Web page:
Cisco ACI Solves All Your Data Center Network Problems
November 06, 2013
Cisco claims that over time, support for ACI will extend to most of the current products produced by the partners pictured in the image above. That will require APIC support to be added to each version of code for each device, however, and that will takes months or even years to accomplish. Until Cisco leadership commits all business units publicly to this strategy, I remain somewhat cautious to endorse this eventuality.
Physical and Virtual Networking
The most important element of the Cisco ACI strategy is that it creates an overlay network that is independent of the network endpoint. ACI works for businesses that want to simply automate "ports and VLANs" or that want to build a simple multi-tenant LAN system to replace complex MPLS networks. It also works for systems that use fully automated flow management and offers support for OpenStack, Hyper-V and appliance-based network services like firewalls, network taps, intrusion detection and load balancers.
For many companies, their ITIL-derived business processes make it impossible to transform their organizations and move to fully virtualized network capability. This degree of structural change breaks the foundation of ITIL modeling by transgressing service boundaries. It will take some time for customers to abandon entrenched ITIL structures that clearly will not work in this system.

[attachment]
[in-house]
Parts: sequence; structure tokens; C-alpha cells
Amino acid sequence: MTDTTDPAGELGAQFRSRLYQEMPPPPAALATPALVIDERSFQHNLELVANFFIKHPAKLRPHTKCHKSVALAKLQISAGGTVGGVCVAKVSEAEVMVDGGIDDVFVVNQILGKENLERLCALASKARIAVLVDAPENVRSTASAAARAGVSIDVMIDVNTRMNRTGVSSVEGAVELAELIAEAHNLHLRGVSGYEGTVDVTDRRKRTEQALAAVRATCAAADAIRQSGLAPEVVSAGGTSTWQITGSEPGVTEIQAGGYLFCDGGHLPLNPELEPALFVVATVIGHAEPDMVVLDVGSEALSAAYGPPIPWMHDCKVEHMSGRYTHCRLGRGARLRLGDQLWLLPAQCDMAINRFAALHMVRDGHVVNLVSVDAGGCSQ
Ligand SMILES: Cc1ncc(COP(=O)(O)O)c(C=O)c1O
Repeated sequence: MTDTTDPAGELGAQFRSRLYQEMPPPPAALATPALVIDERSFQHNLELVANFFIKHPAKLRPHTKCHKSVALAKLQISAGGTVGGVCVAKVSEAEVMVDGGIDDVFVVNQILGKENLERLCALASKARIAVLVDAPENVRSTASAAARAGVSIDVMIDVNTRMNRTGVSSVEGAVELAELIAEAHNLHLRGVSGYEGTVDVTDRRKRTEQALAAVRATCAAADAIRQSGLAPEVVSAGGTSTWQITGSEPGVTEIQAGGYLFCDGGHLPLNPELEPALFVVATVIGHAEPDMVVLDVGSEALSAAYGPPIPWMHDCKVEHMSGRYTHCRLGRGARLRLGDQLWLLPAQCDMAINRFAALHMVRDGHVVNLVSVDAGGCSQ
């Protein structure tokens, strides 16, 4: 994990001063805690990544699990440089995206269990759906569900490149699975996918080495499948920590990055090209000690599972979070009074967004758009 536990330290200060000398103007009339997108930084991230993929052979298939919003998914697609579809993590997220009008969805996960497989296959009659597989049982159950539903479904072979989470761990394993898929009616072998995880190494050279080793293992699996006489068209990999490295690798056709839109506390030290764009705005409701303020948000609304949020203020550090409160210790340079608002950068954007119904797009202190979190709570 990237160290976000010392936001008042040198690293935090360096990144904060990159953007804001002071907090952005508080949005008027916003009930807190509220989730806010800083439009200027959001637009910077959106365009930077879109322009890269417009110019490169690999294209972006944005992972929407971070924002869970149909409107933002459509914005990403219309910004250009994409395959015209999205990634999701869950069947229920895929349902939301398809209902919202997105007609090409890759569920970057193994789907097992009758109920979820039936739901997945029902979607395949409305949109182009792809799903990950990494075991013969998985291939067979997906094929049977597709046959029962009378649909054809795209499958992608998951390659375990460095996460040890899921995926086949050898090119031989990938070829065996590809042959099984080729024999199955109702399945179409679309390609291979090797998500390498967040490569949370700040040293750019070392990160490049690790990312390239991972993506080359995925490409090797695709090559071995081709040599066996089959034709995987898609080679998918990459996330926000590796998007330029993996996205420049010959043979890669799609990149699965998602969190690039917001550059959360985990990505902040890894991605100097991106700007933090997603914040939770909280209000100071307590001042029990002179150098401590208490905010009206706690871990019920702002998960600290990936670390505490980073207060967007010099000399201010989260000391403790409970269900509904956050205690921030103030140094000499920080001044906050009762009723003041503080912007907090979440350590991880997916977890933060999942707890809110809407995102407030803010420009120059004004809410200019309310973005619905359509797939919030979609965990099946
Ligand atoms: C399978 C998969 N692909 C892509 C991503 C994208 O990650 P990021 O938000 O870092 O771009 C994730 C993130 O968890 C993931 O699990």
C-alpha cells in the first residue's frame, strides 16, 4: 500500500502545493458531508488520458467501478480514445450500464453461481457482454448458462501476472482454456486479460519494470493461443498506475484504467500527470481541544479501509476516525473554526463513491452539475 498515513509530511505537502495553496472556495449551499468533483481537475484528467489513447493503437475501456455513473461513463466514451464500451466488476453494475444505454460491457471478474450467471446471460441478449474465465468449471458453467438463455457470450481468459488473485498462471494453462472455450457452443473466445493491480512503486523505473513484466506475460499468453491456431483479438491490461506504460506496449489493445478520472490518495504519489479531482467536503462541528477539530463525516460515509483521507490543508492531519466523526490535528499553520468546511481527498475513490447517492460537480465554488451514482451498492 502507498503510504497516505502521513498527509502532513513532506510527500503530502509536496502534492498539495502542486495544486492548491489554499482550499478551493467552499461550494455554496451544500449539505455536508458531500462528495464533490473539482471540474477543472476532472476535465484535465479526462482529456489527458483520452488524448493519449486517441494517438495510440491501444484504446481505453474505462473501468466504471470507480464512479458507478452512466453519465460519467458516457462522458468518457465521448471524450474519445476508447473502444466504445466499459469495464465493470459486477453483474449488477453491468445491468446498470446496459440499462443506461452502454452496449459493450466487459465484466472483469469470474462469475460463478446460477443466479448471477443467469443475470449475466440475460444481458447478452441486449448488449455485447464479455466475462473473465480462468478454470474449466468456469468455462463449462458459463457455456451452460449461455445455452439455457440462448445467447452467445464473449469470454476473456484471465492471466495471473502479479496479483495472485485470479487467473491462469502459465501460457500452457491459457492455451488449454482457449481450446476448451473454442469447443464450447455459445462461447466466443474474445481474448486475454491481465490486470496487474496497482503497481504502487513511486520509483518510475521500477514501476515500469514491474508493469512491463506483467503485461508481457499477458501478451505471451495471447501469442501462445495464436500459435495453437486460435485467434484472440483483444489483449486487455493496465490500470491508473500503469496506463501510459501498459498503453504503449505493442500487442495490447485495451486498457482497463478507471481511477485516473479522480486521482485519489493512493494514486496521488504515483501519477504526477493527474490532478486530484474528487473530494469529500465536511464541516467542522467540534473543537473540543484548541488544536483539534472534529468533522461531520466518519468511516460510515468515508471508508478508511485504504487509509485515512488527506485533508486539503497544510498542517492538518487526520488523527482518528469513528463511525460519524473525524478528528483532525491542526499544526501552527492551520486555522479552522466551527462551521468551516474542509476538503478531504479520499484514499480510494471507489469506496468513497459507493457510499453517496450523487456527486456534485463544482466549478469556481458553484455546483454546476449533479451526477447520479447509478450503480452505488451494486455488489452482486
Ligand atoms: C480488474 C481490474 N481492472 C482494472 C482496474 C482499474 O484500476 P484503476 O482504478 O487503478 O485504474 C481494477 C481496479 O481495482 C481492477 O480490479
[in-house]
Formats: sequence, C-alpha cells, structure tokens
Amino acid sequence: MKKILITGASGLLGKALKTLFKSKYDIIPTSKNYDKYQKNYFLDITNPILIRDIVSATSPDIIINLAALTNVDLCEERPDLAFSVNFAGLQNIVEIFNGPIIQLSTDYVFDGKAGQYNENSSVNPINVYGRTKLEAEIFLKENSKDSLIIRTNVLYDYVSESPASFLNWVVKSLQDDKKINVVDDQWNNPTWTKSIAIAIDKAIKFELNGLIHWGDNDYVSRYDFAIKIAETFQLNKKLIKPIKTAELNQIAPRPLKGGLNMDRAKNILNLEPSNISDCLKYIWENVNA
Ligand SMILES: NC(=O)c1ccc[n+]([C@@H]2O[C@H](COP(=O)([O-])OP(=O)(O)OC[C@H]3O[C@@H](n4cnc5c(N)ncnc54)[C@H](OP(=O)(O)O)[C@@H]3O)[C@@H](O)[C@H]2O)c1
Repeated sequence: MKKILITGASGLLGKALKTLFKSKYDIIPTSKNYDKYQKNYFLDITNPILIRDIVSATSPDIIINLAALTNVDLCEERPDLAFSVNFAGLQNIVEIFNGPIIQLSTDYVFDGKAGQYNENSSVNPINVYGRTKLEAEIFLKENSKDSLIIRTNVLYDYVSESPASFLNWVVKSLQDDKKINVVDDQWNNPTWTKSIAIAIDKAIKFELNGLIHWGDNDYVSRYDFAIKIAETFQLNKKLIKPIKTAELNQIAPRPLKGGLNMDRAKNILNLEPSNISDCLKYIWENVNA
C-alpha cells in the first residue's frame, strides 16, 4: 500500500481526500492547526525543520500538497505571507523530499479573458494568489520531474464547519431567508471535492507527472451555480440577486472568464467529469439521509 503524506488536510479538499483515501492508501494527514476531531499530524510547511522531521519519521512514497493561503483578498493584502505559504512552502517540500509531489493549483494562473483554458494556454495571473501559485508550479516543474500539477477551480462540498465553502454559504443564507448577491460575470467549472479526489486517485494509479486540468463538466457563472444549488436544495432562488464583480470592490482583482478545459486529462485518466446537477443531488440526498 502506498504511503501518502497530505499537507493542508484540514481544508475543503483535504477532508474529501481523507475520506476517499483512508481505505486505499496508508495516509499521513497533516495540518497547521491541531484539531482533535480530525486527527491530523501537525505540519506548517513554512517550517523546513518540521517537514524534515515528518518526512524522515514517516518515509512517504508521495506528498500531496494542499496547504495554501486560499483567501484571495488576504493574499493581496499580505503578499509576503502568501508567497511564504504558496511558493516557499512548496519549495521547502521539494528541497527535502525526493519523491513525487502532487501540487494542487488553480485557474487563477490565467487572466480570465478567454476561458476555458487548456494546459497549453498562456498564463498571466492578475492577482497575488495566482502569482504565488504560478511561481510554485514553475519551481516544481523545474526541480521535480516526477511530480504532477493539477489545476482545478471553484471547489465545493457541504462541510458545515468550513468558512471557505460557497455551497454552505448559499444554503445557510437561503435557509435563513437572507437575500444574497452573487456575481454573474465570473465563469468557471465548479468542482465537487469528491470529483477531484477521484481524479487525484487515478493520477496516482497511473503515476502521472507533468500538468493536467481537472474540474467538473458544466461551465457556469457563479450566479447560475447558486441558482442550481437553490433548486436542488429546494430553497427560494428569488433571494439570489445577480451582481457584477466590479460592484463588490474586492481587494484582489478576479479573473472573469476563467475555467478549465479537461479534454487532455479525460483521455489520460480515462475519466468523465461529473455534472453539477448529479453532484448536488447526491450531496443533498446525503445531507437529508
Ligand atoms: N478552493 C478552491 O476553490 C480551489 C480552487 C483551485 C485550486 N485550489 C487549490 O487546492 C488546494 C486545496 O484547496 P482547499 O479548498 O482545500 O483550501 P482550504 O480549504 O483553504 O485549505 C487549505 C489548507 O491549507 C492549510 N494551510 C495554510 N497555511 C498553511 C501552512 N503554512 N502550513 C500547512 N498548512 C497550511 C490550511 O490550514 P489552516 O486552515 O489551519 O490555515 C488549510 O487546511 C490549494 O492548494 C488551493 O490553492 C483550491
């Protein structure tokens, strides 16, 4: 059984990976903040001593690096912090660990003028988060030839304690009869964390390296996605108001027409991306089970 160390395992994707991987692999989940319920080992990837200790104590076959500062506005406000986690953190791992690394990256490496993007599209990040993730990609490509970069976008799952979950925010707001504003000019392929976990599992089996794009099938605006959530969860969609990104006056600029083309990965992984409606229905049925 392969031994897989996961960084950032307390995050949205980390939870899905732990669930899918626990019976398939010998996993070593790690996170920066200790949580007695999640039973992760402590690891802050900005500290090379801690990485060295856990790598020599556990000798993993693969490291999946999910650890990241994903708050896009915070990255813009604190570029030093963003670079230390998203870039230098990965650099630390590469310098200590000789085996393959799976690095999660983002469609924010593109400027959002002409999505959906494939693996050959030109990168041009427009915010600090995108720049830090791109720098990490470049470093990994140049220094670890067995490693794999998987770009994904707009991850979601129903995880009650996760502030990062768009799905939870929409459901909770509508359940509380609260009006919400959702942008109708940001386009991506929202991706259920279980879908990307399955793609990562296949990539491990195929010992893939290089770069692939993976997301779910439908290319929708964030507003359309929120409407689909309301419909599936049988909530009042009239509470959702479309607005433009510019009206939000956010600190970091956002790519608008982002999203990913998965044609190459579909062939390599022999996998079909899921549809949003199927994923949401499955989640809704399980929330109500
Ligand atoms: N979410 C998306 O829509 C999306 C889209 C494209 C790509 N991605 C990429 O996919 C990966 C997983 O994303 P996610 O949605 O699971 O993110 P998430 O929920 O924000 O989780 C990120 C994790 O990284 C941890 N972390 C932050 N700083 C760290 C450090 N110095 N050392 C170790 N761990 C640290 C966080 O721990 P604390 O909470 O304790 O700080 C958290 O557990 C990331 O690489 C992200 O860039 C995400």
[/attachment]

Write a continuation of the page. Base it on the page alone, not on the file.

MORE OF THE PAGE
One big benefit of ACI, according to Cisco, is that its integrated hardware/software model will be significantly cheaper than the software-only model. This claim is based on the entire solution, not just capital costs. Because APIC is a tool for managing the entire data center at large, TCO can be drastically reduced, says Cisco.
This is a large and multi-faceted product announcement, and this article discusses a few of the important areas. There are many other topics for each customer to evaluate against their own needs. Many customers will decide to remain with the Catalyst 6800 in a tree-based network, or opt for low-cost Layer 3 ECMP solutions using the Nexus 6000. Others will choose the Nexus 7000 to access FEX and FabricPath to deliver large Layer 2 Ethernet domains.
For customers who are considering SDN for their data centers, the Cisco ACI strategy will be arriving sometime in late 2014. That's just about enough time to get planning and budgeting -- if you hurry.